“How’s the weather your way?” my Dad asks. He always wants to know about the weather. I answer and then ask him “How’s the weather your way?” I always want to know about the weather. You see, he lives farther in the North.

There is a strange enchantment that surprises me and my neighbors every year. It is the Cold. The Cold waves a wand over our North and the ground turns to white. The Cold waves its wand and the precipitation turns to snow. The Sun disappears.

In the North, the cold is the crisp climate greeting that meets me as I walk out the morning door. This cold permeates every part of life. It is a part of the atmosphere, the air. This cold is not alone, though; it also brings the smell of woodsmoke, the sound of of trudging footsteps and the sight of my breath exhaled.

Today, I left the house coated, sweatered, and hatted. The drive to this coffeeshop was slow as car’s tires slipped and tended toward the ditch several times. But, upon arriving, the coffee was hotter than in months gone by. Everything I touched had a warmth that has always been there - my skin had just forgotten how warm the world actually is.

My perspective has been skewed from a lack of winter. I am grateful for the unfamiliar magic, for the Cold.

I’ve removed my jacket now and Billy Collins is in my cold hands:

In the usual iconography of the temple or the local Wok
you would never see him doing such a thing,
tossing the dry snow over a mountain
of his bare, round shoulder,
his hair tied in a knot,
a model of concentration.

Sitting is more his speed, if that is the word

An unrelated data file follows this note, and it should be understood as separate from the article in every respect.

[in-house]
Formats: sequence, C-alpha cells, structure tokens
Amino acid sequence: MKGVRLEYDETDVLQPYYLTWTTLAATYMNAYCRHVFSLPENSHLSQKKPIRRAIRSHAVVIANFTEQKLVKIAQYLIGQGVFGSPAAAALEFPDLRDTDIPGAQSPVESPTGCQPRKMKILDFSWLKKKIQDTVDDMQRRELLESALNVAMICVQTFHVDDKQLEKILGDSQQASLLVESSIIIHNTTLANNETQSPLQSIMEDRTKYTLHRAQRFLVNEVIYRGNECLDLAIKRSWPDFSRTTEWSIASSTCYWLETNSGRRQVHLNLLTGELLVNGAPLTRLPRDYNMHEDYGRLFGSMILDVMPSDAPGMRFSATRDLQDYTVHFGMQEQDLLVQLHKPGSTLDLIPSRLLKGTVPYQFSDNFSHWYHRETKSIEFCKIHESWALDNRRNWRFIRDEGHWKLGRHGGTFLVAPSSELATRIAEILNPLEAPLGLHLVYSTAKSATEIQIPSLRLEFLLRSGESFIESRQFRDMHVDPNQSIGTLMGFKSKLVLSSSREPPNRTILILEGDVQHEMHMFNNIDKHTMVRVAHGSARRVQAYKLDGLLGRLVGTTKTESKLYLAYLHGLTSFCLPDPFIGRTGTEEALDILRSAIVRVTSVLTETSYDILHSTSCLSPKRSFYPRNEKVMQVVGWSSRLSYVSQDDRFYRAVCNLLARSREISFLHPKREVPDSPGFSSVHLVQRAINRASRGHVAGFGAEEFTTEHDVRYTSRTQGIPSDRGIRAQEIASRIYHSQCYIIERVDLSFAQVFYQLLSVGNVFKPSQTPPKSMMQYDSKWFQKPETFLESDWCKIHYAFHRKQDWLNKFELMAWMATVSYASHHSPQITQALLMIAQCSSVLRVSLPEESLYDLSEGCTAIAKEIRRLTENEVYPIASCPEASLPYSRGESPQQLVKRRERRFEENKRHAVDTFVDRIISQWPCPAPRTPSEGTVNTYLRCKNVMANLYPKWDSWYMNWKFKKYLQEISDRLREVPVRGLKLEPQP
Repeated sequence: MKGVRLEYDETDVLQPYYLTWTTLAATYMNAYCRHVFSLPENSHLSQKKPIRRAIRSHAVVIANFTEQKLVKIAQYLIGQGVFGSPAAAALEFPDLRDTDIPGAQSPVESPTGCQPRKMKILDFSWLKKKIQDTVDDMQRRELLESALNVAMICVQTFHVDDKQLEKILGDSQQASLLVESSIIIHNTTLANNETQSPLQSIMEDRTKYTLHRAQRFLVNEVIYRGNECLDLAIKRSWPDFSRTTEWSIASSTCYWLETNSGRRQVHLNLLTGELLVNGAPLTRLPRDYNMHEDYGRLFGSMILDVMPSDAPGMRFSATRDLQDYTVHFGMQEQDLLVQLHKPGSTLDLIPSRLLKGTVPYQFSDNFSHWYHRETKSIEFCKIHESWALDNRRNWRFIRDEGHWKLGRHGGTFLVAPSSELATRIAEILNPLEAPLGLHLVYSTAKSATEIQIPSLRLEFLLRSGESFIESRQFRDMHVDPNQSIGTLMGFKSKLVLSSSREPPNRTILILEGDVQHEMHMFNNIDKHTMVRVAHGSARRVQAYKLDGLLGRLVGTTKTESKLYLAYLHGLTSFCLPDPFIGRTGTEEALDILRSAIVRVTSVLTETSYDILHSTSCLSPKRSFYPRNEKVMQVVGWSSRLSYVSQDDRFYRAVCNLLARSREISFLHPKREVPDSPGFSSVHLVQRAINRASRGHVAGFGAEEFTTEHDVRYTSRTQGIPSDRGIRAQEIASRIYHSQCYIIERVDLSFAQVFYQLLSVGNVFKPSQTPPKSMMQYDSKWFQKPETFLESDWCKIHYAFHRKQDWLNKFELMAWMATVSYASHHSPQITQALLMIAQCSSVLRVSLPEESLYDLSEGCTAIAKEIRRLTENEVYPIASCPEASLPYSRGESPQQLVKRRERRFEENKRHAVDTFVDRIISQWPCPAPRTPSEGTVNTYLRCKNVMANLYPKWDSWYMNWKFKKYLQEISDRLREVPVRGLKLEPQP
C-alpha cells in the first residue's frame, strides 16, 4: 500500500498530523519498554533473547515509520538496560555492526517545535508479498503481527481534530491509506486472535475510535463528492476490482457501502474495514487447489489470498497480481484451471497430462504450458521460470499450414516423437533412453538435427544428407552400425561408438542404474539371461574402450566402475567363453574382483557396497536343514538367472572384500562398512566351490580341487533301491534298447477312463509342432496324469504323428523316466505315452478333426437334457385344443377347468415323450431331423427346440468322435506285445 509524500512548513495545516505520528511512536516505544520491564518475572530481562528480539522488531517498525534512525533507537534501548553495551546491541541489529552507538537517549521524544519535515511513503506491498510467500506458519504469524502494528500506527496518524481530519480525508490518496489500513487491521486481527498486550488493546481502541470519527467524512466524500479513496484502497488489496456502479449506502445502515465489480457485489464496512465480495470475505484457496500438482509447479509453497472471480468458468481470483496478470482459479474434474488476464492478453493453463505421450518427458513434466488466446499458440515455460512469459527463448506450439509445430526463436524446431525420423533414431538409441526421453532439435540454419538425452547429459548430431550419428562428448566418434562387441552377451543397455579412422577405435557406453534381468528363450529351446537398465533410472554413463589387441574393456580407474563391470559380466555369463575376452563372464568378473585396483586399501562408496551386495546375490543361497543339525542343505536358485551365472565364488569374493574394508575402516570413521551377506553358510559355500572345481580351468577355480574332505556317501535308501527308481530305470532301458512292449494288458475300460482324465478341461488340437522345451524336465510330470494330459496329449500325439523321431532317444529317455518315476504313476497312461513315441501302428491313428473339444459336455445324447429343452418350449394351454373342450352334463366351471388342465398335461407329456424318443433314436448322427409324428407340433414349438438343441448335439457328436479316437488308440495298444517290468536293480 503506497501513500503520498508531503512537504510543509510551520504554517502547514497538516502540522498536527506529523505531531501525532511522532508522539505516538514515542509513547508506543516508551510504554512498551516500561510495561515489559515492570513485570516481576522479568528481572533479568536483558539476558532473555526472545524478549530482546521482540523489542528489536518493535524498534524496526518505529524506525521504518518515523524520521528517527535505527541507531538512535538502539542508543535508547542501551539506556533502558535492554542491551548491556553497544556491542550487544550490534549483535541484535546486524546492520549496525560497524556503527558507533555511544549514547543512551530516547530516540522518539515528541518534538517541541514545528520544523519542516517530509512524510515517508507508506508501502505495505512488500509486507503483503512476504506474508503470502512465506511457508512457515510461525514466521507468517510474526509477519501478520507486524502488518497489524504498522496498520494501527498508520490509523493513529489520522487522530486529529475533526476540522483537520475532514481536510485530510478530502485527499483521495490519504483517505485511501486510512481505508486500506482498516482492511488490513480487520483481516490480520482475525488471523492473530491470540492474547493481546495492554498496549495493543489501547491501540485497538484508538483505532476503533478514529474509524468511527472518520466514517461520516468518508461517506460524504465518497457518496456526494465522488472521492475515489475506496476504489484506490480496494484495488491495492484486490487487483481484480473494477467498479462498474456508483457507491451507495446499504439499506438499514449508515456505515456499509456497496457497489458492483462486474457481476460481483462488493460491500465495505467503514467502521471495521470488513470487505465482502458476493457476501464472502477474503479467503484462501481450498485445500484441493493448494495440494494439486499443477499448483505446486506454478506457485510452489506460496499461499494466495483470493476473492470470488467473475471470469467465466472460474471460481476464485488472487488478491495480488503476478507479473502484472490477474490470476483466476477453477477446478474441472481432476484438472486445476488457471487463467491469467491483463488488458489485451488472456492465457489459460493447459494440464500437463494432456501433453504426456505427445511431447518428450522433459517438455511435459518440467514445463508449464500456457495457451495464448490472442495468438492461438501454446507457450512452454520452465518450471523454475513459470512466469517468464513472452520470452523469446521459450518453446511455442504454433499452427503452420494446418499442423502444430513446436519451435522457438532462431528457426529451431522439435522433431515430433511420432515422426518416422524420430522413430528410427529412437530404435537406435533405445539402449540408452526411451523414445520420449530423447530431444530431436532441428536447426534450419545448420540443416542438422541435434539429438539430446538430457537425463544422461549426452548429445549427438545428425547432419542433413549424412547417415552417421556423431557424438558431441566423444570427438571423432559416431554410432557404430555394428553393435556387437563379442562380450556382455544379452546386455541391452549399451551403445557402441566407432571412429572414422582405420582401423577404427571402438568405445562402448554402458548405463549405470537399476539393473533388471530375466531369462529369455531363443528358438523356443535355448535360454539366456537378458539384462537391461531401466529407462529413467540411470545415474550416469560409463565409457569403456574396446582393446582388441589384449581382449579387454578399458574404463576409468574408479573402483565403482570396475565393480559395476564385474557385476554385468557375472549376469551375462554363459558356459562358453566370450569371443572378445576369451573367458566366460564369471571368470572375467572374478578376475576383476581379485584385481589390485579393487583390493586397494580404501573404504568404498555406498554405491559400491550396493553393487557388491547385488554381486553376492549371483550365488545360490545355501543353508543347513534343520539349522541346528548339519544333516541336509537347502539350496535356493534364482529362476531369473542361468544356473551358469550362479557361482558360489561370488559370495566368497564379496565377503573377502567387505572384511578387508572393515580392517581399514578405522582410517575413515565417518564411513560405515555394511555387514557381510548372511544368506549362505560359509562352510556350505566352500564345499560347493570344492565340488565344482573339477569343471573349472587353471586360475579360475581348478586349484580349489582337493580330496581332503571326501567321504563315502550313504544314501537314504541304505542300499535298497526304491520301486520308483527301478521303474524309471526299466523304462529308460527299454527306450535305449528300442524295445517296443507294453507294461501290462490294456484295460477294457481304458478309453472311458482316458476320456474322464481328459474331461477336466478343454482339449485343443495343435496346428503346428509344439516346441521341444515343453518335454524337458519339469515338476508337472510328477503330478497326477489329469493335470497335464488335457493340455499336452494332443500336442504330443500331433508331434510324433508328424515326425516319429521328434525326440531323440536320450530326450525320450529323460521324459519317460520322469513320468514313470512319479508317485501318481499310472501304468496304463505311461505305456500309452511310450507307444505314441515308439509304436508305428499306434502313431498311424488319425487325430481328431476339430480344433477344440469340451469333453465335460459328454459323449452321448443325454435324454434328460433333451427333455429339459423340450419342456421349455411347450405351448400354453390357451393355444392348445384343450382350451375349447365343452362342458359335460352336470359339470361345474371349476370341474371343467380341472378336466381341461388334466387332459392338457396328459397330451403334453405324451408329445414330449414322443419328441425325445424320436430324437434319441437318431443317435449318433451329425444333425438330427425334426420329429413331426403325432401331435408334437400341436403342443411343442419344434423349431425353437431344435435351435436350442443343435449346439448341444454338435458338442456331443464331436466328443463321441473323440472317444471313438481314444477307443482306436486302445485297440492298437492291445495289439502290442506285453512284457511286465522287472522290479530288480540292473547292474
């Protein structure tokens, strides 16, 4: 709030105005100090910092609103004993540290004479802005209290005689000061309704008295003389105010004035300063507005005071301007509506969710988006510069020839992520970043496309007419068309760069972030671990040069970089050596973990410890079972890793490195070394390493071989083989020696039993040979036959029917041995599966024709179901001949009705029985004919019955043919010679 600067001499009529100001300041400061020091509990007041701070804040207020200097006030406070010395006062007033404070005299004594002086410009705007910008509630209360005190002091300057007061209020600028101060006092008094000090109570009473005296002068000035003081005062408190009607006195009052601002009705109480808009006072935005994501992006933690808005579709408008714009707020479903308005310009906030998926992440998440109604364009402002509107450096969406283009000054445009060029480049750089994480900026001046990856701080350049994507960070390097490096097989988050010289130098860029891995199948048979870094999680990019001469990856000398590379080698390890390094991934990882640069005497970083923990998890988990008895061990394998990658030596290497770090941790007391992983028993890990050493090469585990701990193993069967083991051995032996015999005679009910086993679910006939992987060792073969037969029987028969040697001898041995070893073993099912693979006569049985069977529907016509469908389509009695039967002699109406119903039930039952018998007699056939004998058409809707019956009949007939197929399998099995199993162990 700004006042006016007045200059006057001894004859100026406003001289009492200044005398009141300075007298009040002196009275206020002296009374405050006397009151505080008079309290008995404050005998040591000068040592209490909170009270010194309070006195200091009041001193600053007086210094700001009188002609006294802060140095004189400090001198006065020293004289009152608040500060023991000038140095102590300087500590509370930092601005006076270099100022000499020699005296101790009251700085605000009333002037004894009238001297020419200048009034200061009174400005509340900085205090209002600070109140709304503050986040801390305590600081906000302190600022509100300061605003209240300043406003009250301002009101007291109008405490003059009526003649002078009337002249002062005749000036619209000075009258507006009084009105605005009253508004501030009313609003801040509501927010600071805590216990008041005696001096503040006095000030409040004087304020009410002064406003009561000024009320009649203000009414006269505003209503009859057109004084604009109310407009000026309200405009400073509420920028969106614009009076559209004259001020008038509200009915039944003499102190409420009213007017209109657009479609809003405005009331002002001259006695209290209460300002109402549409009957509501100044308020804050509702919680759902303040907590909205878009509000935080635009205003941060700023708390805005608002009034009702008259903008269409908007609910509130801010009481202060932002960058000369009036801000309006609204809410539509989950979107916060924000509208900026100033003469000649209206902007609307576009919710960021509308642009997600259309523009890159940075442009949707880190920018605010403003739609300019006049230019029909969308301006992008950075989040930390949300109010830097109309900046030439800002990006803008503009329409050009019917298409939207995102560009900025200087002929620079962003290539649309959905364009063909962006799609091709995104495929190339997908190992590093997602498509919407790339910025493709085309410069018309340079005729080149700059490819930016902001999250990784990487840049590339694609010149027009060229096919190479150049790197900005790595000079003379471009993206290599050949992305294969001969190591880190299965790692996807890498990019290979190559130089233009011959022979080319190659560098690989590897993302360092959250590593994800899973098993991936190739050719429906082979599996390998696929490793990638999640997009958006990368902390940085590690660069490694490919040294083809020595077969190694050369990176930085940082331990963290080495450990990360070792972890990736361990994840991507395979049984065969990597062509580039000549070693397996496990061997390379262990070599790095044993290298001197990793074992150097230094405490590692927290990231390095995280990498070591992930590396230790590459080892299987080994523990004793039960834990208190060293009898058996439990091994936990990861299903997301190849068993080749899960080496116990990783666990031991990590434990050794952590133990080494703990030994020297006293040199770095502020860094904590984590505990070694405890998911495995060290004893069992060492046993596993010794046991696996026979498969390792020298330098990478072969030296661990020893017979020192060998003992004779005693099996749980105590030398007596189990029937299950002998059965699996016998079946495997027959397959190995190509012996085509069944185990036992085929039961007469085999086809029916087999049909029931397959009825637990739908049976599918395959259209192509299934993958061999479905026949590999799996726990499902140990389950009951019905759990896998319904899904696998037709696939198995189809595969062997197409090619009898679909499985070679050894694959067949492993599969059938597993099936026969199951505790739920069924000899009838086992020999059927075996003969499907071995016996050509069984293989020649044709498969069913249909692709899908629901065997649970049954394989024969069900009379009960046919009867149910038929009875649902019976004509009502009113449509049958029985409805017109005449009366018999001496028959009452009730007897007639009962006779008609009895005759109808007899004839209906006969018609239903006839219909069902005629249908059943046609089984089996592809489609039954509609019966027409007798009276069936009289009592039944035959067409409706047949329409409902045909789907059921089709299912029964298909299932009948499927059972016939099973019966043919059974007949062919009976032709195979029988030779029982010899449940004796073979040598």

for what he does, or does not do.

Even the season is wrong for him.
In all his manifestations, is it not warm or slightly humid?
Is this not implied by his serene expression,
that smile so wide it wraps itself around the waist of the universe?

But here we are, working our way down the driveway,
one shovelful at a time.

We toss the light powder into the clear air.
We feel the cold mist on our faces.
And with every heave we disappear
and become lost to each other
in these sudden clouds of our own making,
these fountain-bursts of snow.

This is so much better than a sermon in church,
I say out loud, but Buddha keeps on shoveling.
This is the true religion, the religion of snow,
and sunlight and winter geese barking in the sky,
I say, but he is too busy to hear me.

He has thrown himself into shoveling snow
as if it were the purpose of existence,
as if the sign of a perfect life were a clear driveway
you could back the car down easily
and drive off into the vanities of the world
with a broken heater fan and a song on the radio.

-Billy Collins, from “Shoveling Snow With Buddha”
read the whole poem here

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- Huston Smith
unTapped is a conversation about faith and spirituality. There are many people frustrated by being forced to think of faith in the same old patterns, and would prefer to explore spirituality in different ways.

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